China Can Lead the Fight on Superbugs

Jim O'Neill

December 28, 2014

Bloomberg View

One of the most potent threats to global economic prosperity is too little discussed. Resistance to antibiotics, caused in large part by overuse and misuse, is already well established and recognized by specialists as a problem -- but it doesn't yet frighten the public. It should.

I've been looking into the issue closely since I was appointed chairman of a review into antimicrobial resistance (AMR) by the U.K. government. We've just published some interim findings -- and I have to tell you, I'm alarmed. This danger needs to sink in. The scale of the problem, left unattended, is truly unsettling.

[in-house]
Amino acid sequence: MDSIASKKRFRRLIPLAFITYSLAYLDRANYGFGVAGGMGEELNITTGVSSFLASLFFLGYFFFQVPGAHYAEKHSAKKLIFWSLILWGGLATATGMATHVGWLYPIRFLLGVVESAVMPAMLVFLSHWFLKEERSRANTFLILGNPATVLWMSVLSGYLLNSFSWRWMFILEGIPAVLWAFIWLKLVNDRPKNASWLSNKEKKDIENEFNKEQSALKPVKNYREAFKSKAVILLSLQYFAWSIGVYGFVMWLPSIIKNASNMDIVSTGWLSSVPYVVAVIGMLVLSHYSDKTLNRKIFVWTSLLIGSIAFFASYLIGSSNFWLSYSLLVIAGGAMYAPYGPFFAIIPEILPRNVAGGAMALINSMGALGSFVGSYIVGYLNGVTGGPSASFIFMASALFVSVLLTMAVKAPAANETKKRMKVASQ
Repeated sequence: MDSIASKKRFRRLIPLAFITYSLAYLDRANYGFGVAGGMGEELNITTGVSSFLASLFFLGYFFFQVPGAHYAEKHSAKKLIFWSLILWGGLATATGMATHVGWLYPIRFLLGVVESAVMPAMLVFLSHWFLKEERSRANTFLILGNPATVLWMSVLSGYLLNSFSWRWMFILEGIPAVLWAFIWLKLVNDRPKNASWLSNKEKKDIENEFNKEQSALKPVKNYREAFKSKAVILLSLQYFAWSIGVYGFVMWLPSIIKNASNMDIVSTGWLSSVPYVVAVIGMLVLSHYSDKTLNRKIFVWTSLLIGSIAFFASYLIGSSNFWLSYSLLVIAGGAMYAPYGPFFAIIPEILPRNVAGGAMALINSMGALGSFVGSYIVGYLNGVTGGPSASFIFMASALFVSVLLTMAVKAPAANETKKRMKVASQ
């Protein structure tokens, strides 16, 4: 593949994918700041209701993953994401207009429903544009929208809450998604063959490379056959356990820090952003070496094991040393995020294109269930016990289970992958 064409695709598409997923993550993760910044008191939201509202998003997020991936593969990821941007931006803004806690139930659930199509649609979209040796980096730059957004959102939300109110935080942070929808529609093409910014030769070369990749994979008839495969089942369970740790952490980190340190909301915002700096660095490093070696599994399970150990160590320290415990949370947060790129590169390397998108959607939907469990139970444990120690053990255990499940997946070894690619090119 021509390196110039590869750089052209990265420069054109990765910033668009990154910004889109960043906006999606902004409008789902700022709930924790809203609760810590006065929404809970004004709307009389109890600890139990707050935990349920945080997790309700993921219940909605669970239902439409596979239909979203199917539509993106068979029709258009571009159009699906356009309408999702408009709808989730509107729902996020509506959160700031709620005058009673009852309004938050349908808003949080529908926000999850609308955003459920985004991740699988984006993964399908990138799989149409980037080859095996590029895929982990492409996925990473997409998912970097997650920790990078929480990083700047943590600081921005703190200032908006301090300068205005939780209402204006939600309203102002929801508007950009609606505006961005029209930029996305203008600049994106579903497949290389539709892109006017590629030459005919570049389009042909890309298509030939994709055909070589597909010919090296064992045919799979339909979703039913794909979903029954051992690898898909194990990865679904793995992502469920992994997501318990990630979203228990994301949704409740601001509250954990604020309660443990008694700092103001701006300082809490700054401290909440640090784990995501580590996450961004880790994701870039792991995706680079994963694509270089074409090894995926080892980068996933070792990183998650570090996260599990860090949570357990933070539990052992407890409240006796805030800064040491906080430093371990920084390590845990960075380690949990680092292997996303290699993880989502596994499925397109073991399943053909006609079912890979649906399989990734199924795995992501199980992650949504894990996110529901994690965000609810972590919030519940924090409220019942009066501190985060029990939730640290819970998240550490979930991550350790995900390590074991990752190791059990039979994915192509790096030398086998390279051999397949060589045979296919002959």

Infections resistant to antibiotics claim about 50,000 lives each year across the European Union and U.S. Hundreds of thousands more deaths are thought to be attributable to AMR worldwide. A low estimate of the global total might be 700,000 deaths a year -- about half as many as are caused by traffic accidents, or diabetes, or diarrheal disease. (There were an estimated 480,000 new cases of drug-resistant tuberculosis alone in 2013, most which went untreated.)

By 2050, the global total of AMR-related deaths could be more than 10 times bigger, at 10 million a year. That's more than the current global toll of deaths from cancer. The economic cost would be staggering as well, at a cumulative $100 trillion, or roughly six years' worth of U.S. gross domestic product.

Continue reading